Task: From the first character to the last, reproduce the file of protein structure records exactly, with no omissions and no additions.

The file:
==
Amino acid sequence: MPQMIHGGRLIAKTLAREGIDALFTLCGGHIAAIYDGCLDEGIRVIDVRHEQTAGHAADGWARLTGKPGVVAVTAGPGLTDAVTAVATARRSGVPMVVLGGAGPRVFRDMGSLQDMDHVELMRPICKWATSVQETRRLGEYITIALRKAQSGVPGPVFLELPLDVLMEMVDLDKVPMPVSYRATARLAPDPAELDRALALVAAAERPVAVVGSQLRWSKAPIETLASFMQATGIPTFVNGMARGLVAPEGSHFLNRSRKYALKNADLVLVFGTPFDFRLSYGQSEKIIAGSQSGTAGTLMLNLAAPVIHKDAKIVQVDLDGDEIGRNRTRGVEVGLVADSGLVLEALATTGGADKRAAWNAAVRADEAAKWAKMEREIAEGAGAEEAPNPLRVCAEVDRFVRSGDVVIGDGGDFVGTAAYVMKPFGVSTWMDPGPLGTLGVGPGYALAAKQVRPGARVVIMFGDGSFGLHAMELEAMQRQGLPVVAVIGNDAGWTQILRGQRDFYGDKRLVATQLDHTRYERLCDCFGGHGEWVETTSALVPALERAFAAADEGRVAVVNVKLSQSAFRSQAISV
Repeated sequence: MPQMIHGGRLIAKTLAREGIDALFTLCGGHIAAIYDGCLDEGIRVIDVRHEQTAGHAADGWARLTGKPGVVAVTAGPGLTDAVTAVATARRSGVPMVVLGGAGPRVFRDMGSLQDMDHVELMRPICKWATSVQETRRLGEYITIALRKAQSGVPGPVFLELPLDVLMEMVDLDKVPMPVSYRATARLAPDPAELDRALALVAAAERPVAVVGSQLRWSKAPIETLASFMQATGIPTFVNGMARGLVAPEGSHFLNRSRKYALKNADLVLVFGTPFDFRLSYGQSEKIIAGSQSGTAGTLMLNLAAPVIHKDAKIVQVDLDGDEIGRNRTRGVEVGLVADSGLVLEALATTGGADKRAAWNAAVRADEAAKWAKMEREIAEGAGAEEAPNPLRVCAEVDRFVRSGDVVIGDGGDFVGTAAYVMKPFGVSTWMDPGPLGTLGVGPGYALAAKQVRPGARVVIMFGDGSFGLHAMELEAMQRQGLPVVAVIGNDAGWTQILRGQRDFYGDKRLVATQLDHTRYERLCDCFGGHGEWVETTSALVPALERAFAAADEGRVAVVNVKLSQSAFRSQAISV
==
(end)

Amino acid sequence: MPQMIHGGRLIAKTLAREGIDALFTLCGGHIAAIYDGCLDEGIRVIDVRHEQTAGHAADGWARLTGKPGVVAVTAGPGLTDAVTAVATARRSGVPMVVLGGAGPRVFRDMGSLQDMDHVELMRPICKWATSVQETRRLGEYITIALRKAQSGVPGPVFLELPLDVLMEMVDLDKVPMPVSYRATARLAPDPAELDRALALVAAAERPVAVVGSQLRWSKAPIETLASFMQATGIPTFVNGMARGLVAPEGSHFLNRSRKYALKNADLVLVFGTPFDFRLSYGQSEKIIAGSQSGTAGTLMLNLAAPVIHKDAKIVQVDLDGDEIGRNRTRGVEVGLVADSGLVLEALATTGGADKRAAWNAAVRADEAAKWAKMEREIAEGAGAEEAPNPLRVCAEVDRFVRSGDVVIGDGGDFVGTAAYVMKPFGVSTWMDPGPLGTLGVGPGYALAAKQVRPGARVVIMFGDGSFGLHAMELEAMQRQGLPVVAVIGNDAGWTQILRGQRDFYGDKRLVATQLDHTRYERLCDCFGGHGEWVETTSALVPALERAFAAADEGRVAVVNVKLSQSAFRSQAISV
Repeated sequence: MPQMIHGGRLIAKTLAREGIDALFTLCGGHIAAIYDGCLDEGIRVIDVRHEQTAGHAADGWARLTGKPGVVAVTAGPGLTDAVTAVATARRSGVPMVVLGGAGPRVFRDMGSLQDMDHVELMRPICKWATSVQETRRLGEYITIALRKAQSGVPGPVFLELPLDVLMEMVDLDKVPMPVSYRATARLAPDPAELDRALALVAAAERPVAVVGSQLRWSKAPIETLASFMQATGIPTFVNGMARGLVAPEGSHFLNRSRKYALKNADLVLVFGTPFDFRLSYGQSEKIIAGSQSGTAGTLMLNLAAPVIHKDAKIVQVDLDGDEIGRNRTRGVEVGLVADSGLVLEALATTGGADKRAAWNAAVRADEAAKWAKMEREIAEGAGAEEAPNPLRVCAEVDRFVRSGDVVIGDGGDFVGTAAYVMKPFGVSTWMDPGPLGTLGVGPGYALAAKQVRPGARVVIMFGDGSFGLHAMELEAMQRQGLPVVAVIGNDAGWTQILRGQRDFYGDKRLVATQLDHTRYERLCDCFGGHGEWVETTSALVPALERAFAAADEGRVAVVNVKLSQSAFRSQAISV